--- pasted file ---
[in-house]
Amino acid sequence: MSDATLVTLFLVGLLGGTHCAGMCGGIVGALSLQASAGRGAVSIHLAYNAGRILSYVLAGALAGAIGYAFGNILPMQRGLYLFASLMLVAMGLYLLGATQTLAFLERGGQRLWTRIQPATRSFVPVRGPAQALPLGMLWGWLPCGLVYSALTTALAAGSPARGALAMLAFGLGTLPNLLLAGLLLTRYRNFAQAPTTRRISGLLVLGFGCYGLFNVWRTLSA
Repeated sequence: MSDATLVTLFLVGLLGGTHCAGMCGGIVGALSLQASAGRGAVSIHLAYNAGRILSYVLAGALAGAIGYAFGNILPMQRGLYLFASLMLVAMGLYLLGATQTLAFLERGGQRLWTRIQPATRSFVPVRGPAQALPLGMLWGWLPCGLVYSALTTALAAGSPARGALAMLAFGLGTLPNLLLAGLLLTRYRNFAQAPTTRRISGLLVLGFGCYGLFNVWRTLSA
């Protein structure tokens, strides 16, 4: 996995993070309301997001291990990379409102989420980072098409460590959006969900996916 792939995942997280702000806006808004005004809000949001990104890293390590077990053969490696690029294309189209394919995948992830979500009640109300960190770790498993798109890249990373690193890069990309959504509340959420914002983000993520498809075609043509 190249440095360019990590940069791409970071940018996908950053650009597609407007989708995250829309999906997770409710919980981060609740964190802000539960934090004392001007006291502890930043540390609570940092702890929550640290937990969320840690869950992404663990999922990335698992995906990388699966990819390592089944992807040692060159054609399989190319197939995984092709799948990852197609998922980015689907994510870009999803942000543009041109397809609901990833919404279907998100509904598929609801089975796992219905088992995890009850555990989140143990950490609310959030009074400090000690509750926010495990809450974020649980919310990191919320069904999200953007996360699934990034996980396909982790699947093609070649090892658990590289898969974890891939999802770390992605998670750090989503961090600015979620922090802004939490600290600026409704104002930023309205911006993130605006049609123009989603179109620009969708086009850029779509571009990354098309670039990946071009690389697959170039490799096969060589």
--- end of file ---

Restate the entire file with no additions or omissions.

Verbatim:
[in-house]
Amino acid sequence: MSDATLVTLFLVGLLGGTHCAGMCGGIVGALSLQASAGRGAVSIHLAYNAGRILSYVLAGALAGAIGYAFGNILPMQRGLYLFASLMLVAMGLYLLGATQTLAFLERGGQRLWTRIQPATRSFVPVRGPAQALPLGMLWGWLPCGLVYSALTTALAAGSPARGALAMLAFGLGTLPNLLLAGLLLTRYRNFAQAPTTRRISGLLVLGFGCYGLFNVWRTLSA
Repeated sequence: MSDATLVTLFLVGLLGGTHCAGMCGGIVGALSLQASAGRGAVSIHLAYNAGRILSYVLAGALAGAIGYAFGNILPMQRGLYLFASLMLVAMGLYLLGATQTLAFLERGGQRLWTRIQPATRSFVPVRGPAQALPLGMLWGWLPCGLVYSALTTALAAGSPARGALAMLAFGLGTLPNLLLAGLLLTRYRNFAQAPTTRRISGLLVLGFGCYGLFNVWRTLSA
């Protein structure tokens, strides 16, 4: 996995993070309301997001291990990379409102989420980072098409460590959006969900996916 792939995942997280702000806006808004005004809000949001990104890293390590077990053969490696690029294309189209394919995948992830979500009640109300960190770790498993798109890249990373690193890069990309959504509340959420914002983000993520498809075609043509 190249440095360019990590940069791409970071940018996908950053650009597609407007989708995250829309999906997770409710919980981060609740964190802000539960934090004392001007006291502890930043540390609570940092702890929550640290937990969320840690869950992404663990999922990335698992995906990388699966990819390592089944992807040692060159054609399989190319197939995984092709799948990852197609998922980015689907994510870009999803942000543009041109397809609901990833919404279907998100509904598929609801089975796992219905088992995890009850555990989140143990950490609310959030009074400090000690509750926010495990809450974020649980919310990191919320069904999200953007996360699934990034996980396909982790699947093609070649090892658990590289898969974890891939999802770390992605998670750090989503961090600015979620922090802004939490600290600026409704104002930023309205911006993130605006049609123009989603179109620009969708086009850029779509571009990354098309670039990946071009690389697959170039490799096969060589």